Australia v Sri Lanka T20I: Ashton Agar is the latest international spinner attempting to earn all-rounder status
Australia’s experiment in using Ashton Agar as an opening batsman is not as surprising as it seems, writes CricViz analyst PATRICK NOONE.
The T20 format is approaching its 20th birthday and the game has evolved, particularly for spinners, who were the unexpected stars of the early years. The prevailing wisdom at the advent of the shortest format was that slower bowlers would go the distance, and the crash-bang-wallop nature of T20 would signal the beginning of the end of spin as force.
As we now know, the exact opposite happened and many of the most successful T20 bowlers have been spinners, particularly those capable of turning the ball both ways. But more recently, a trend has developed that has seen players primarily known for spin bowling develop their batting to the point that they can genuinely be seen as all-rounders.
The likes of Sunil Narine, Rashid Khan and Wanindu Hasaranga have become genuine options in the top six in the right situations, while more established all-rounders like Moeen Ali and Mohammad Nabi continue to feature regularly in T20 leagues around the world. Conversely, elite level spinners such as Adam Zampa and Adil Rashid went unsold at the recent IPL auction, primarily because they offer little with the bat in comparison.
The lesson here is that adding another string to a player’s bow can open up no end of opportunities, both in terms of picking up contracts on the franchise circuit, as well as offering flexibility and variety within their own teams. While T20 challenged many facets of accepted cricketing wisdom, one constant that has remained across all forms of cricket since it began is the importance of a genuine all-rounder who can balance the XI.
Ashton Agar is not a spinner who bowls with a great amount of mystery, but his accuracy, subtle changes of pace and high dot ball percentage make him a handy player for both Perth Scorchers in the Big Bash League and for Australia in internationals. He has impressed in both matches he’s played this season, not conceding any more than a single from any delivery from his eight overs and picking up two wickets. Overall, his economy rate has been 3.50 in this series, the lowest he’s ever registered in a T20I series or tournament.
But while Agar has been reliable as ever with the ball, the interesting thing about how Australia have used him in this series is that he has been promoted to open in each of the two matches he’s played, having not done so in any T20 match since the 2013 Champions League. It has long been known that Agar can bat, ever since he burst onto the international scene at Trent Bridge in the 2013 Ashes, and smashed England’s bowlers for 98 from 101 balls when batting at No. 11. At his fluent best, he can be a thrilling white ball batter, with long levers and excellent timing through the off-side.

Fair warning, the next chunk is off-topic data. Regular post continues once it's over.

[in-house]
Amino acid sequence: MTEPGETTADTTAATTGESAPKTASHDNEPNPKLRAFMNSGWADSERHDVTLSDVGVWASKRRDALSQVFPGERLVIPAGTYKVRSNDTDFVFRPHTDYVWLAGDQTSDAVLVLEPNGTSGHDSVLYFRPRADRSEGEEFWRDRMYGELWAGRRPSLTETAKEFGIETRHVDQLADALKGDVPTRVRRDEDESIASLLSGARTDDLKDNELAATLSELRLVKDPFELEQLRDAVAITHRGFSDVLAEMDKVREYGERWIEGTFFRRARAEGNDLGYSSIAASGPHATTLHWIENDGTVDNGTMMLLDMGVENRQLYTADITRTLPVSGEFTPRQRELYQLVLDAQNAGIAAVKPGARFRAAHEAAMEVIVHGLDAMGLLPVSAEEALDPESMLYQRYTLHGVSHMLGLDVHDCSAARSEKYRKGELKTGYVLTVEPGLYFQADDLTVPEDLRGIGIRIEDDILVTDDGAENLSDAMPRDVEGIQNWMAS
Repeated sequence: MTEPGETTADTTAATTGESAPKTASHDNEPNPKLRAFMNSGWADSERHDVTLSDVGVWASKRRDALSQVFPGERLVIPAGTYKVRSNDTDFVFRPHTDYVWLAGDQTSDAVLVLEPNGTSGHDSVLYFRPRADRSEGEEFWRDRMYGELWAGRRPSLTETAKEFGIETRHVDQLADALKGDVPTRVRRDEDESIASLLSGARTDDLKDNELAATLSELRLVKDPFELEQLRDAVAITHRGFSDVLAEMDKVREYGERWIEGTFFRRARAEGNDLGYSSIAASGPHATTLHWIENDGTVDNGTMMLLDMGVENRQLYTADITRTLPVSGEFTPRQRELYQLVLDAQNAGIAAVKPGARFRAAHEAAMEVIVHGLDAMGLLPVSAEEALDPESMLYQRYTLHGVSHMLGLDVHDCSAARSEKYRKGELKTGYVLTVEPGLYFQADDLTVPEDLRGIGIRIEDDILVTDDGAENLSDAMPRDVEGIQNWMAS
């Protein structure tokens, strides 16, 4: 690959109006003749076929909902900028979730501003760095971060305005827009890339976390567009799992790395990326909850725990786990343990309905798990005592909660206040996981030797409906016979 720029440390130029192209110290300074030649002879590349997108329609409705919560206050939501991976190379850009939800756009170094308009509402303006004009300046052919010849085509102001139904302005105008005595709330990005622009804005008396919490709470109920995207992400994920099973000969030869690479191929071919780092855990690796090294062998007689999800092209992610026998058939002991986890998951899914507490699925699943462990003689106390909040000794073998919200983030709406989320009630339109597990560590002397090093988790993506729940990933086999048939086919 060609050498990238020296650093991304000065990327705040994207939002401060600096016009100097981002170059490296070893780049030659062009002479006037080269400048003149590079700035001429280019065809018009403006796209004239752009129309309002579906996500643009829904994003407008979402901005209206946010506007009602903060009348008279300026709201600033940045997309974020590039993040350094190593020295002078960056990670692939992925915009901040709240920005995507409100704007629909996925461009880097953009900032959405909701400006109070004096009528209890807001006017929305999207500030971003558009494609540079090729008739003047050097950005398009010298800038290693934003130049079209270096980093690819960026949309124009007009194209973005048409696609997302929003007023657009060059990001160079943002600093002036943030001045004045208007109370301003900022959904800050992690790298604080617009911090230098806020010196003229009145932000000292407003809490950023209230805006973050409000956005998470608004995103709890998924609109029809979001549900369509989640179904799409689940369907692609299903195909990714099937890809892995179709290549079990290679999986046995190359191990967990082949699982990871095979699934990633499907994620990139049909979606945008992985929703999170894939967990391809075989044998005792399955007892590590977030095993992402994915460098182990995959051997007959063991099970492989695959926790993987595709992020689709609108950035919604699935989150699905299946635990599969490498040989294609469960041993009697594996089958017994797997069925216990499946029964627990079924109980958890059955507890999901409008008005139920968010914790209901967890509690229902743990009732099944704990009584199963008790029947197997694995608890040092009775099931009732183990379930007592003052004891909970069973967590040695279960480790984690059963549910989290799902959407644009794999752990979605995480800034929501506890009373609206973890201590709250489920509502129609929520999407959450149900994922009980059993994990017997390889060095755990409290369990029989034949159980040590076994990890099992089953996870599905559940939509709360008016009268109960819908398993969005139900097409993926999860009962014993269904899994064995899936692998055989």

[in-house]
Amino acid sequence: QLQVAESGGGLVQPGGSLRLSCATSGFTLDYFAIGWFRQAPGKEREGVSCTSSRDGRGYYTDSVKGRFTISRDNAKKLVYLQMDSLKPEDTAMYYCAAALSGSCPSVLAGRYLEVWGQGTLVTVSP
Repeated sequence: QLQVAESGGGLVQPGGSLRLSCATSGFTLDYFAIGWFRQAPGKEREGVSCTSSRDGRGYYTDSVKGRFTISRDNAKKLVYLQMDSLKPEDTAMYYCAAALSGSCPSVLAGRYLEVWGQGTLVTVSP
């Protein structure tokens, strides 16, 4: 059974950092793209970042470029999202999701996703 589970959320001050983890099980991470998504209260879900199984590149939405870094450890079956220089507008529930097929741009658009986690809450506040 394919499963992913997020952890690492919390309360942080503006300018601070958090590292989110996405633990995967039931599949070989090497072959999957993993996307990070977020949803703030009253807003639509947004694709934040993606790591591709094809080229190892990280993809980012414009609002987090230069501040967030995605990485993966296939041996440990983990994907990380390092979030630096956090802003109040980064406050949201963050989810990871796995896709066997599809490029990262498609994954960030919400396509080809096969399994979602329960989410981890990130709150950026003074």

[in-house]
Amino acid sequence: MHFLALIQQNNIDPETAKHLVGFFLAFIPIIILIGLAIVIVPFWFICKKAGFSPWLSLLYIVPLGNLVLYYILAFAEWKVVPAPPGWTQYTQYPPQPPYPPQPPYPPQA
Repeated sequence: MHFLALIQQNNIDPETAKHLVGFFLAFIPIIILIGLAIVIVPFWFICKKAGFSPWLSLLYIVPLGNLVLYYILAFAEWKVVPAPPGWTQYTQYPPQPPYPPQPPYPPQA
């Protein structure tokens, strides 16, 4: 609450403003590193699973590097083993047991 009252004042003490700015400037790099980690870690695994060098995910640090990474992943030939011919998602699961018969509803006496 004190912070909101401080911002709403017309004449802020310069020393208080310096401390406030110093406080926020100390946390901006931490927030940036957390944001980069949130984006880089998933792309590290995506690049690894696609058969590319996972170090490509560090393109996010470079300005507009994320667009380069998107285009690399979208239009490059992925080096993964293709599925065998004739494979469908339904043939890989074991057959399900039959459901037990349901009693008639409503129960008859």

But does he have the skillset to become a T20 opener long-term?
Narine, another spinner-turned-opener, is defined by his ultra-aggressive approach when he opens the innings, attacking 76% of the balls he faces and broadly fulfilling the role of a pinch-hitter. What has been interesting about the way Agar has played in these two innings at the top of the order is that he has played like a ‘proper’ batter, attacking a comparatively low 67% and registering a strike rate of just 88.63 across the two matches.
This suggests that Australia are not sending out Agar to tee off from ball one and play every ball as a de facto free hit, rather his remit is that of a conventional opener who Australia see as an option worth pursuing.
It could simply be that, in David Warner’s absence, Australia’s batting becomes very right-hand heavy with Aaron Finch, Ben McDermott, Josh Inglis, Glenn Maxwell and Marcus Stoinis all in the side, and they are keen for the left-handed Agar to break that up. Matthew Wade is a left-hander and has opened in the past, but Australia are seemingly keen for him to continue in his role as the team’s finisher.
Another possible explanation is that Australia are keen to play two frontline spinners in the form of Agar and Zampa, and this is a way of getting them both into the team. It would mean that, theoretically, if match-ups or other circumstances dictated, they might not even require Agar’s bowling, but he would still be worth his place in the XI if he could contribute regularly with the bat.
However, with scores of 13 from 13 balls and 26 from 31 balls, it is fair to say the Agar experiment is yet to yield positive results for Australia. Agar’s strike rate is the lowest of all Australia’s top six batters, while half of the deliveries he’s faced have been dot balls. It will be interesting to see if Australia persist with the plan in the final T20I on Sunday despite the modest returns. With the likes of Warner and Steve Smith likely to return in time for the next time Australia play a T20I, Agar could well have just one more innings to stake a claim as the latest spinner to become a true all-rounder in the shortest format.